Organisations like the CarbonNeutral Company ( and the Carbon Trust ( can guide you through offsetting, and it is neither expensive nor difficult. Memset ( became the UK's first “carbon neutral” Web host last Summer and that has definitely helped us win more business. An average small office with 10 staff, for example, might have equivalent emissions of 20 tonnes CO2/year, which would probably only cost around £200/year to offset.

By using your computing resources more efficiently and helping to recycle your old equipment, you’ll not only help to reduce the UK’s rising power consumption, but save a little bit of money along the way.


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Everex gPC - Product Review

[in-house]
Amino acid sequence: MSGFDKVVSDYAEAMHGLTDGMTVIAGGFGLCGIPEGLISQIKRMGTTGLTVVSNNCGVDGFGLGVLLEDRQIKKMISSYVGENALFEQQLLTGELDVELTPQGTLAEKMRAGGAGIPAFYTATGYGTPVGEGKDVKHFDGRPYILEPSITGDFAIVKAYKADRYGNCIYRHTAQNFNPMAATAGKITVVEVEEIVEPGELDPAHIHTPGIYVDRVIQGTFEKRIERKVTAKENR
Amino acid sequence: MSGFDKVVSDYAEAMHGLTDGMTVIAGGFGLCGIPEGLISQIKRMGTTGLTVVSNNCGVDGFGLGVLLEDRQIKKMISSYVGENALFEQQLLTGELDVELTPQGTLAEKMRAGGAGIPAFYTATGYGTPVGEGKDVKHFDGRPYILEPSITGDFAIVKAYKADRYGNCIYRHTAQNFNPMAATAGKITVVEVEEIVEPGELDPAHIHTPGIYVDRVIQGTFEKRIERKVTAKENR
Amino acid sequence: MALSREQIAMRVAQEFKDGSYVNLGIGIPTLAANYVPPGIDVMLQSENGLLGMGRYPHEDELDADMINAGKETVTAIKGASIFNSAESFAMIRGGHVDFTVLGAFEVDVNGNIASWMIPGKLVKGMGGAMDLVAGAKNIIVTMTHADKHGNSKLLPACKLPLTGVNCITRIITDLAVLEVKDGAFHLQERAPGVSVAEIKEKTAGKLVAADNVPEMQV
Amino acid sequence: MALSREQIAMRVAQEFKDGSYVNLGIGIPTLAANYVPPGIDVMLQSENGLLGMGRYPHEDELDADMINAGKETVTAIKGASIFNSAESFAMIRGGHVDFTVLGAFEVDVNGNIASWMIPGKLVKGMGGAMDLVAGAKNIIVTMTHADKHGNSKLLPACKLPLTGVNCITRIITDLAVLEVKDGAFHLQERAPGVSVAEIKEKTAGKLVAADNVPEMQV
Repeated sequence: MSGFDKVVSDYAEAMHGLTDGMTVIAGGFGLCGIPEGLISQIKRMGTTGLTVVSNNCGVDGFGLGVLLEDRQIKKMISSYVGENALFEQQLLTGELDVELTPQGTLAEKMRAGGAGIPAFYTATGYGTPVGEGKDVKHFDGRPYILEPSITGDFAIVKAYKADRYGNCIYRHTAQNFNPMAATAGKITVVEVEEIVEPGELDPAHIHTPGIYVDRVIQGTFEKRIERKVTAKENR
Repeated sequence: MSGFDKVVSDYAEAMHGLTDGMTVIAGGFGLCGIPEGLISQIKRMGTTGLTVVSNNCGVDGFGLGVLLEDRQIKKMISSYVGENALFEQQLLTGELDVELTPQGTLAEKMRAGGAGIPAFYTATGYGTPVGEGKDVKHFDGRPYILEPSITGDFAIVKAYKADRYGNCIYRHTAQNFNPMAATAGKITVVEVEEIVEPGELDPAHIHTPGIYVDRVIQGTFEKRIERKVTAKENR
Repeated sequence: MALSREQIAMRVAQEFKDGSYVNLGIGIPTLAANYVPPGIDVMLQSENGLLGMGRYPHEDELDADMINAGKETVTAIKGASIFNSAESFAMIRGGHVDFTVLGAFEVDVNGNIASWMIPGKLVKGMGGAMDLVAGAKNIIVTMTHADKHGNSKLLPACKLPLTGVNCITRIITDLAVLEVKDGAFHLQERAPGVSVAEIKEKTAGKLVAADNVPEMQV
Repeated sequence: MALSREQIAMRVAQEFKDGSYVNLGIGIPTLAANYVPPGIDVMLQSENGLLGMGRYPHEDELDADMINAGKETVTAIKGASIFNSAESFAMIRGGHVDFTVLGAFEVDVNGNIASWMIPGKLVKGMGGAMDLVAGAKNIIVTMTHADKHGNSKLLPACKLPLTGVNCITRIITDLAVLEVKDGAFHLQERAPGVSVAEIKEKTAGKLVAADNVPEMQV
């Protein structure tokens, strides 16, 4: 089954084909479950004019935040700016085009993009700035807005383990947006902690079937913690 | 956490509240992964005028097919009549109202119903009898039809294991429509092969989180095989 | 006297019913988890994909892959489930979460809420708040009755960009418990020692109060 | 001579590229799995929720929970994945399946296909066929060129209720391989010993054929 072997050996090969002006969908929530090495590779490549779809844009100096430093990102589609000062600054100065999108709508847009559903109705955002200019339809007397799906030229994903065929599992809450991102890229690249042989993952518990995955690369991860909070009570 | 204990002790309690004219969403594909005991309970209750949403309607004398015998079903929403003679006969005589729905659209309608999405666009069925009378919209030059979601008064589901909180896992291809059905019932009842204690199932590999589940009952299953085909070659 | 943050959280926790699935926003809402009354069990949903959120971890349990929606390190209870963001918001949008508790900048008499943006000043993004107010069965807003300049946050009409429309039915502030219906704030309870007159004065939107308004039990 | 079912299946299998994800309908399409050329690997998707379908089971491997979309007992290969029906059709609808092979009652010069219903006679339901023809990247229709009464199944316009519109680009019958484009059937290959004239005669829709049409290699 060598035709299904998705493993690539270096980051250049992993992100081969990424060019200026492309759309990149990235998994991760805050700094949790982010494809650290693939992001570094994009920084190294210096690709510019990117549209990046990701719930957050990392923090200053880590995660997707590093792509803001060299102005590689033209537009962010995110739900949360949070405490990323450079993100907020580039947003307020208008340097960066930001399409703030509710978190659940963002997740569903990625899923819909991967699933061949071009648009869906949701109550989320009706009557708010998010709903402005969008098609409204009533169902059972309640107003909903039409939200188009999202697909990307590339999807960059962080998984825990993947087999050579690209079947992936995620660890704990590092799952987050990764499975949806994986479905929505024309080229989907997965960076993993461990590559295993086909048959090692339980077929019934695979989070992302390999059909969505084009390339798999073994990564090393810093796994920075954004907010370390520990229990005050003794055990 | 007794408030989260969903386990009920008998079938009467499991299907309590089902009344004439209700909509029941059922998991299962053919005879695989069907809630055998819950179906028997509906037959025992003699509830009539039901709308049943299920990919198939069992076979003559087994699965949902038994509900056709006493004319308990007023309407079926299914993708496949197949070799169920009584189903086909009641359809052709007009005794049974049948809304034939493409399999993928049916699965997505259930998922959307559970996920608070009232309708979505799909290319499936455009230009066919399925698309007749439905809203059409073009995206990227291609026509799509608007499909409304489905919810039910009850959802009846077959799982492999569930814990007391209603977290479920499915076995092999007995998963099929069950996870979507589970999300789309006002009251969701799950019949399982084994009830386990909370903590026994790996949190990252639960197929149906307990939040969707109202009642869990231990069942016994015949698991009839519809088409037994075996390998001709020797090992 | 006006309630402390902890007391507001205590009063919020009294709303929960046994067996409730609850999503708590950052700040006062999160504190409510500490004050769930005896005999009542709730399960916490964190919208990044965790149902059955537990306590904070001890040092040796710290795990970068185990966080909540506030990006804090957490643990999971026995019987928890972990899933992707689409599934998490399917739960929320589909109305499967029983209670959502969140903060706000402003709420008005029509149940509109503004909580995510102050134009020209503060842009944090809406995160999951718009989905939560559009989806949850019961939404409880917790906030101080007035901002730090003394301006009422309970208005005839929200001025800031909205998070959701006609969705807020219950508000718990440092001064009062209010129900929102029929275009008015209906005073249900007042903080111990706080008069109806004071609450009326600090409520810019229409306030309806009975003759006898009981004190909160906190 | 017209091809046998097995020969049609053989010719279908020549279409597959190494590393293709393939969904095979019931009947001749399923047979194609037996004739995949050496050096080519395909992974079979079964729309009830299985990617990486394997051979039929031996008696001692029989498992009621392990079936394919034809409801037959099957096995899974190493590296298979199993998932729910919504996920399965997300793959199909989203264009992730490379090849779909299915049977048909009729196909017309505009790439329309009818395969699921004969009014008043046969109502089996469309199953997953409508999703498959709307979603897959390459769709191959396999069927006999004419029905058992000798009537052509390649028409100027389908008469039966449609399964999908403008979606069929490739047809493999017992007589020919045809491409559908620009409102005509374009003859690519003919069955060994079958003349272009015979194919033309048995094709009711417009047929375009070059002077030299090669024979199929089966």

When the Everex gPC ($199 direct, without monitor) was announced, it received some fanfare as a bargain-subbasement "green" Linux-based PC, or the (quite unofficial) "Google PC," available at your local Wal-Mart. Everex, a firm known for producing cheap laptops for big-box stores, supposedly designed it for nontechnical yet Web-savvy users who like to go on the Web to see their friends' pages on social-networking sites or YouTube videos. Google and Google Apps are a central part of the gPC's raison, but thus far the gPC is not a Google-licensed product. "G" also stands for green, since the gPC uses a low-powered VIA C7 processor. But as with the Google aspect, gPC's energy-efficient status is to some extent smoke and mirrors, as I'll explain later. The gPC does have a green-colored theme and start-up screen, so it has that much going for it. But the good news ends there.